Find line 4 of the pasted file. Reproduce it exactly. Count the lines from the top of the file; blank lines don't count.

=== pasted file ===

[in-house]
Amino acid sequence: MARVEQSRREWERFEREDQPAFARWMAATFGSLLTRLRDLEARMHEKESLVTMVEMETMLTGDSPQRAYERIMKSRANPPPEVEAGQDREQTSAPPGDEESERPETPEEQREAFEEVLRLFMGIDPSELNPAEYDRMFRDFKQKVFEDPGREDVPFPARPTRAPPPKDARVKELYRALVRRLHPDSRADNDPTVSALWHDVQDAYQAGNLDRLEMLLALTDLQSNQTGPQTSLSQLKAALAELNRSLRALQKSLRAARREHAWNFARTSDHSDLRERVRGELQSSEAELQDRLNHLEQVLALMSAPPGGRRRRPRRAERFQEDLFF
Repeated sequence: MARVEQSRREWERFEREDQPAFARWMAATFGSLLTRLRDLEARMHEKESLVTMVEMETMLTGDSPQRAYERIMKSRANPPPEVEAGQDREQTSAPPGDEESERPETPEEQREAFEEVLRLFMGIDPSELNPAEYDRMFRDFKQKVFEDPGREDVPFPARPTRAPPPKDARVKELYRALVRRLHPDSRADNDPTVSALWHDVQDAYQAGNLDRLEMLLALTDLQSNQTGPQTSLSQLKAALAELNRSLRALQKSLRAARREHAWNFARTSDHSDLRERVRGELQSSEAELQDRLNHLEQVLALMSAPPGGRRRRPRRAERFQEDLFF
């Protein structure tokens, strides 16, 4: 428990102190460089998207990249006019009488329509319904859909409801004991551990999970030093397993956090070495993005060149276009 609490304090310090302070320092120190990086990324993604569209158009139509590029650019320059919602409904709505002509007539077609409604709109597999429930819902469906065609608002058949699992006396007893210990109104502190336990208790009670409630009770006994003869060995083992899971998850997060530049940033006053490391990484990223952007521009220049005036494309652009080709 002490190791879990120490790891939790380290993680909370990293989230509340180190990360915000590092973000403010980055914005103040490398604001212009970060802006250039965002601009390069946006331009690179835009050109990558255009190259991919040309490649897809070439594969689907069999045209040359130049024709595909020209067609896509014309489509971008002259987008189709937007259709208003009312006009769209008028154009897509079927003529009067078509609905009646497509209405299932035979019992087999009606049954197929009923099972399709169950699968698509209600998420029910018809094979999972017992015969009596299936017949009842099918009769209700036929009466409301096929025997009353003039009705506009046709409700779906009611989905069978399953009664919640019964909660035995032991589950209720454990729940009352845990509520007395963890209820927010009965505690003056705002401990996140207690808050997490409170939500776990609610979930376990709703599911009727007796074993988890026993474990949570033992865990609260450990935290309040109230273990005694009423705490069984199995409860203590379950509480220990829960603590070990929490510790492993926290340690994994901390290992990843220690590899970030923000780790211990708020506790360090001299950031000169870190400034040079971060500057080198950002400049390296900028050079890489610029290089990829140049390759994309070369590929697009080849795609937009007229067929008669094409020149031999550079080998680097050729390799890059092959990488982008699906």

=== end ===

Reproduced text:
């Protein structure tokens, strides 16, 4: 428990102190460089998207990249006019009488329509319904859909409801004991551990999970030093397993956090070495993005060149276009 609490304090310090302070320092120190990086990324993604569209158009139509590029650019320059919602409904709505002509007539077609409604709109597999429930819902469906065609608002058949699992006396007893210990109104502190336990208790009670409630009770006994003869060995083992899971998850997060530049940033006053490391990484990223952007521009220049005036494309652009080709 002490190791879990120490790891939790380290993680909370990293989230509340180190990360915000590092973000403010980055914005103040490398604001212009970060802006250039965002601009390069946006331009690179835009050109990558255009190259991919040309490649897809070439594969689907069999045209040359130049024709595909020209067609896509014309489509971008002259987008189709937007259709208003009312006009769209008028154009897509079927003529009067078509609905009646497509209405299932035979019992087999009606049954197929009923099972399709169950699968698509209600998420029910018809094979999972017992015969009596299936017949009842099918009769209700036929009466409301096929025997009353003039009705506009046709409700779906009611989905069978399953009664919640019964909660035995032991589950209720454990729940009352845990509520007395963890209820927010009965505690003056705002401990996140207690808050997490409170939500776990609610979930376990709703599911009727007796074993988890026993474990949570033992865990609260450990935290309040109230273990005694009423705490069984199995409860203590379950509480220990829960603590070990929490510790492993926290340690994994901390290992990843220690590899970030923000780790211990708020506790360090001299950031000169870190400034040079971060500057080198950002400049390296900028050079890489610029290089990829140049390759994309070369590929697009080849795609937009007229067929008669094409020149031999550079080998680097050729390799890059092959990488982008699906």